If there’s one thing that hackers and organizations can agree on, it’s that data is lucrative, so much so that 49% of organizations confirmed they were the subject of a cyber ransom campaign in 2016, according to a new study carried out by Radware. 27% of IT professionals chose data leakage or loss as a key concern when faced with a cyber attack, while only 19% chose service outage, 16% selected reputation loss, and just 9% cited customer or partner loss.
The Global Application and Network Security Report identifies 2016’s major attack trends, outlines industry preparedness, and gives insider views from the front lines to the corner office. Among the biggest trends identified for the current report coverage period:
- 41% reported that ransom was the top motivation behind the cyber attacks they experienced in 2016, followed by insider threats (27%), political hacktivism (26%), and competition (26%).
- Half of all organizations surveyed had experienced a malware or bot attack during the year, and 55% said that IoT complicates their detection or mitigation requirements as it increases the surface of the attack landscape.
- Massive DDoS attacks made headlines in 2016, but Radware’s research shows that attacks of more than 50 Gbps made up just 4% of attacks experienced.
- More than 83% of DDoS attacks reported by organizations were under 1 Gbps.
- Big attacks can do a lot of damage: 35% reported impact to their servers, 25% claimed damage to their internet pipe, and 23% said large-scale attacks impacted their firewall. These respondents defined ‘impact’ as 100% exhaustion resulting in total failure.
- Organizations are still not prepared to face the threat landscape, as 40% do not have an incident response plan in place and 70% do not have cyber insurance.
“One thing is clear: Money is the top motivator in the threat landscape today,” said Carl Herberger, Vice President of Security Solutions at Radware. “Attackers employ an ever-increasing number of tactics to steal valuable information, from ransom attacks that can lock up a company’s data, to DDoS attacks that act as a smoke screen for information theft, to direct brute force or injection attacks that grant direct access to internal data. Our report shows that most organizations are still not prepared to fend off many of the more sophisticated attacks. ”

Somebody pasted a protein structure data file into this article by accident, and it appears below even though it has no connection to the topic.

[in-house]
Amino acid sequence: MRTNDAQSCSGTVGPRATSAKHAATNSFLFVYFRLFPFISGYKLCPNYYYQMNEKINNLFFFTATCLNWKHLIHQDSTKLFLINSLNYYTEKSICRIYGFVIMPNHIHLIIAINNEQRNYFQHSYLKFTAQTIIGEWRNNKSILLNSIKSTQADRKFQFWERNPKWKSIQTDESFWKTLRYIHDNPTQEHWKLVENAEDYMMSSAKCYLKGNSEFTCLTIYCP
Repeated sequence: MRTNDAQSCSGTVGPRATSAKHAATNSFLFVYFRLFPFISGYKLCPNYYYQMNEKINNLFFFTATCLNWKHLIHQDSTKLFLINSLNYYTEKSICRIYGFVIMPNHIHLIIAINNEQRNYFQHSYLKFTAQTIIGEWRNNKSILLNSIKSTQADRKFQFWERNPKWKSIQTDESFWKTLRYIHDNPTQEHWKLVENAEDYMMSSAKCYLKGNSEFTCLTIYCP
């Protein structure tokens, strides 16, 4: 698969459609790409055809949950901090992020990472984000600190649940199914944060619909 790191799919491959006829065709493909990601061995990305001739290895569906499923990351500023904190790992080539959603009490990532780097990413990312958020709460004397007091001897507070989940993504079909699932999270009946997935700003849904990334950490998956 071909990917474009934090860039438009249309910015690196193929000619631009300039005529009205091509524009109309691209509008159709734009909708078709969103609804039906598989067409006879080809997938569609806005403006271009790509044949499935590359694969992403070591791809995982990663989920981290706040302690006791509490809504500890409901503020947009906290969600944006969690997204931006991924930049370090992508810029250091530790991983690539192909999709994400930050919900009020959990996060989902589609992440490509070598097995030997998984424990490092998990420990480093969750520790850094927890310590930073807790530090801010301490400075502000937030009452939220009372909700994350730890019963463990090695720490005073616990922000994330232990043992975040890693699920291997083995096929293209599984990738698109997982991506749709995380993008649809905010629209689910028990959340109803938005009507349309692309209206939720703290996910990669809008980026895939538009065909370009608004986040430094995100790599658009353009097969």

Key predictions from the report include:
- With the code for the Mirai IoT Botnet now available to the public, novice and sophisticated hackers are already adjusting and ‘improving’ the code’s capabilities based on their needs. In 2017, exponentially more devices are expected to become targeted and enslaved into IoT botnets. IoT device manufacturers will have to face the issue of securing their devices before they are brought to market, as botnet attacks from these devices can generate large-scale attacks that easily exceed 1 Tbps.
- Cyber ransom is the fastest-growing motive and technique in cyber-attacks, as most phishing attempts now deliver ransomware. Today, threat actors focus their ransom attacks to target phones, laptops, company computers, and other devices that are a daily necessity. In the future, they may target lifesaving healthcare devices like defibrillators.
- Rise of Permanent Denial of Service (PDoS) for Data Center and IoT Operations: Also known loosely as ‘phlashing’ in some circles, PDoS is an attack that damages a system so badly that it requires replacement or reinstallation of the hardware itself. While these attacks have been around for a long time, they only appear sporadically. However, they can do a tremendous amount of damage. Radware predicts that more threat actors will target the destruction of devices via PDoS attacks in the coming year.
- Telephony DoS (TDoS) is expected to rise in sophistication and importance, catching many by surprise. Cutting off communications during crisis periods could impede first responders’ situational awareness, exacerbate suffering and pain, and potentially increase loss of life.
- Public transportation held hostage. From trains and planes to buses and automobiles, entire systems of transportation are becoming self-guided. This automation is meant to provide increased safety, improved reliability, and higher efficiencies. Most of this critical infrastructure may be vulnerable to threat actors looking to hijack public transportation or lock the system down with ransomware.